Deepening trust and safety for all
Posted by Alex Smith on 7th December 2020
In summer 2020, The Cares Family made a commitment to anti-racism action, with the intention of addressing loneliness and isolation inclusively. While we expect this journey to be as long as it will be fruitful, in just six short months we have made progress which is making a difference to our programmes, our culture and how older and younger neighbours interact in our communities.
Beginning in July, I led all team members across The Cares Family through a five week programme intended to 're-culture' – to support teams to view their roles and environment in a light that sustains the organisation’s commitment to anti-racism action.
The teams bravely engaged in open conversations on marginalisation, identity, justice and accountability, and continued to rise to the responsibility of learning how to apply their reshaped outlook in practice. Since training ended, the team has continued to propel anti-racist action by contributing ideas to anti-racism strategy as well as implementing changes with enthusiasm. In October, nine new starters joined the organisation who have also seamlessly embedded into the newly founded culture, led by the open attitudes of their colleagues.
The Cares Family teams have made fundamental progress towards their commitment. They are now working towards their mission more completely, understanding how to respond to the dynamics of power and identity in relation to their work and working environments.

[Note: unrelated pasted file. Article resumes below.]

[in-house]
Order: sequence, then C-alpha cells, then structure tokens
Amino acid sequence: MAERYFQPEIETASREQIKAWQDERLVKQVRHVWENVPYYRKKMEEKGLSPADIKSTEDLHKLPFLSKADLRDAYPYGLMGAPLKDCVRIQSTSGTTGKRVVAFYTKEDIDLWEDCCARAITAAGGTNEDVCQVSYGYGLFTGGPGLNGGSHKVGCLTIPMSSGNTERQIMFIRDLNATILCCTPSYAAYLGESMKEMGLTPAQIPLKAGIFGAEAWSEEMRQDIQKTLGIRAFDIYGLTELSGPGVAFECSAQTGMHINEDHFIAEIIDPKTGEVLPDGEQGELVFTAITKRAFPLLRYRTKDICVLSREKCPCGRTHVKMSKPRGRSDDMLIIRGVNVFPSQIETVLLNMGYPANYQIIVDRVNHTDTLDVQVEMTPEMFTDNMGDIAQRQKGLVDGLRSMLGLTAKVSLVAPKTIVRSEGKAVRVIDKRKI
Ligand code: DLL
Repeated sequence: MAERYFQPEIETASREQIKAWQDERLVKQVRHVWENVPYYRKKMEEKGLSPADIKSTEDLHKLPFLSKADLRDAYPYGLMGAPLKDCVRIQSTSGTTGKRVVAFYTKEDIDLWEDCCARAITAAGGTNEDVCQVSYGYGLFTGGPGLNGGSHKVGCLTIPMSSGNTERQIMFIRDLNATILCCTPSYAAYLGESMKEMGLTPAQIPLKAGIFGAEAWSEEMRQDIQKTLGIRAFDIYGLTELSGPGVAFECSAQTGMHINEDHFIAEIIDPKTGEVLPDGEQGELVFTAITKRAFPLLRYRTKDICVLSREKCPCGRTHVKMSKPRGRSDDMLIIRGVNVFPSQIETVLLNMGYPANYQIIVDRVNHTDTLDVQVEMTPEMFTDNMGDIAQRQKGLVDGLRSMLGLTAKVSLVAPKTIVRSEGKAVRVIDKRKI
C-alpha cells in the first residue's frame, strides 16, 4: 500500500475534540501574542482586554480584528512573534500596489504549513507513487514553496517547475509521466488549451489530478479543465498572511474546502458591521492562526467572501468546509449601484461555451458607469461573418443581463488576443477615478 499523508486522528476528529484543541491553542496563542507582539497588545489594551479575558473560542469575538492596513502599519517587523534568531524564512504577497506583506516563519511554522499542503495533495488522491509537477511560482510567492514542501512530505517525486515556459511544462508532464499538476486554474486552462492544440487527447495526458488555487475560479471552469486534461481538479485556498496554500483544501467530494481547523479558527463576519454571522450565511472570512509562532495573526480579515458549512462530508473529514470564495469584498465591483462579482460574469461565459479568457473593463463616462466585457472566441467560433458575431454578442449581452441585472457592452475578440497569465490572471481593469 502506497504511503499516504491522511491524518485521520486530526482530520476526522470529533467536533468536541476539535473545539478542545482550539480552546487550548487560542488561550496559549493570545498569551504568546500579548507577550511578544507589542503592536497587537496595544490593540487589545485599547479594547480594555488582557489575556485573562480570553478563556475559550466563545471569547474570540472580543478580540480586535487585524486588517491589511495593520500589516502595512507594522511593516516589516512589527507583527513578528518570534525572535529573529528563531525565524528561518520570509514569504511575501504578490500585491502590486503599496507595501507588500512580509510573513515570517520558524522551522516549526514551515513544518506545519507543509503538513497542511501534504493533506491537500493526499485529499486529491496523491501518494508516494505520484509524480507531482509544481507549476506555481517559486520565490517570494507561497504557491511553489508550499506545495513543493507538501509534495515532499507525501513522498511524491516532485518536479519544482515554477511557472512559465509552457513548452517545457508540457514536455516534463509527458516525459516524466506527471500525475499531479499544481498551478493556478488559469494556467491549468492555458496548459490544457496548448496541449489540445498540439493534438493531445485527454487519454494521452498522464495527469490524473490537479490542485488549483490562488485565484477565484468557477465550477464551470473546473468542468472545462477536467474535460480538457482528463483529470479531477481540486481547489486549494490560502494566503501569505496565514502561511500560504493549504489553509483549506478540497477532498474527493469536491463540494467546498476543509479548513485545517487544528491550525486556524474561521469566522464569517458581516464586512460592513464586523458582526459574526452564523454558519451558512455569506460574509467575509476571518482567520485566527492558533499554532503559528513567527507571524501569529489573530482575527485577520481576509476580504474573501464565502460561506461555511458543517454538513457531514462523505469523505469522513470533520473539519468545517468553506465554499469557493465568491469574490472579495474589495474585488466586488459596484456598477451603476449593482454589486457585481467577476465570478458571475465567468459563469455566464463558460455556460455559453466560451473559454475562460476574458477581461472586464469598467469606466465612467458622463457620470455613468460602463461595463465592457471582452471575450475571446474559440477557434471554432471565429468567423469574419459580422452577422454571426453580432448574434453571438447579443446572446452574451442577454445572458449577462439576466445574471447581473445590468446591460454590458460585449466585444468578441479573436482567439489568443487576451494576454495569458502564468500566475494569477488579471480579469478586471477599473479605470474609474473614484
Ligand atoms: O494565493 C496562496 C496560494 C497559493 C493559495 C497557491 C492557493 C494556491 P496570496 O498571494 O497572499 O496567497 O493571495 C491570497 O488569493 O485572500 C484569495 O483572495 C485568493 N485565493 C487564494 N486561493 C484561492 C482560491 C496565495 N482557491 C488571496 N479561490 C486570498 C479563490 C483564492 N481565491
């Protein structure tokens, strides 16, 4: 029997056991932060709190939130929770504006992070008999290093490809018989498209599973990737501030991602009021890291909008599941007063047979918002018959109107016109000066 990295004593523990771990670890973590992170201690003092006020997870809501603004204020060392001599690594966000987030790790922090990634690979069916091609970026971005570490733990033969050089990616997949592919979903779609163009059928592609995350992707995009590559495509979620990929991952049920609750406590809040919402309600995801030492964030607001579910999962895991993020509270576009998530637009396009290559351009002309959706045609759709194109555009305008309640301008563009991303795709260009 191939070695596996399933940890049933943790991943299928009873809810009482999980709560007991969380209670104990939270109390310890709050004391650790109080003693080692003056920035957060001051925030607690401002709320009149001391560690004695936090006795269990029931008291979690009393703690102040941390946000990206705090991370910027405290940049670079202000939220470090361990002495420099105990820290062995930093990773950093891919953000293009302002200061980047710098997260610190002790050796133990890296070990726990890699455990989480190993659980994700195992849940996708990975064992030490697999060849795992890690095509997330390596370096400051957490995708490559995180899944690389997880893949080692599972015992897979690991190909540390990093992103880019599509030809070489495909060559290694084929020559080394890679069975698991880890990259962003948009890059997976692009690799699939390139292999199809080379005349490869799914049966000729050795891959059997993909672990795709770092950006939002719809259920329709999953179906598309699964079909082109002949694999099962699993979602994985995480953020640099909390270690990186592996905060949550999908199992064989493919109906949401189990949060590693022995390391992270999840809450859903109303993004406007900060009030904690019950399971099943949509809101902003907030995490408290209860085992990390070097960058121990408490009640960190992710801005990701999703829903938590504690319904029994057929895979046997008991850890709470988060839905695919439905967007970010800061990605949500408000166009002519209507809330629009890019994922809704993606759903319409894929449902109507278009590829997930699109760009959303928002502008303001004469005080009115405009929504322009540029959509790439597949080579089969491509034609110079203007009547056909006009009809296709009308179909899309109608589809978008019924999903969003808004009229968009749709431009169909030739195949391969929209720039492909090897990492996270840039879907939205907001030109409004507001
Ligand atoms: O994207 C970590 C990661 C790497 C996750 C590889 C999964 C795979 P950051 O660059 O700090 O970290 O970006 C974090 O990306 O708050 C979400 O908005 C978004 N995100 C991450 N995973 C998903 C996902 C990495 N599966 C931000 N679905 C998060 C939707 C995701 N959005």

The Cares Family have embraced anti-racism as integral to their community by embedding it into their ethics. Their five values now interpret racial and cultural inclusion in the following light:
- Kindness: we recognise that it is kind to call in racism as we see it occur.
- Community: we listen closely to our local communities to meet, represent and be inclusive of them.
- Trust: we communicate racial justice openly and in the spirit of kindness, building trust within our community.
- Bravery: we bravely share our mistakes in the advancement of accountability and collective learning.
- Learning: we strive to continue our own anti-racism learning as well as share our learning with our networks.
The Cares Family recognises that to counter loneliness and isolation in line with our anti-racism commitment, we must engage our communities inclusively. This means listening closely to older and younger neighbours and sharing with them the space to be heard, seen and to also lead. As a result, the charities are better responding to marginalised groups within their communities and social clubs are authentically diversifying. Recent social clubs include:
- An intergenerational 'difficult conversations' workshop with Hope Not Hate
- A Layers of London map exploration of the Windrush Generation
- Black History Month Awareness Workshops
- A Mandela Day phone-in club
- A cooking club with Diaspo exploring heritage recipes
- An Introduction to Mongolia, led by a younger neighbour
- A Taste of Sri Lanka, led by older neighbour
- An Indigenous film screening
- The Cares Family Carnival Disco
- A European Day of Languages social club
- A Congolese Dance social club
- A Songs for Freedom social club
- A Dance through Time social club
- A London Black History Landmarks social club
- A Dia de los Muertos social club
- Two Barack Obama book clubs exploring race and identity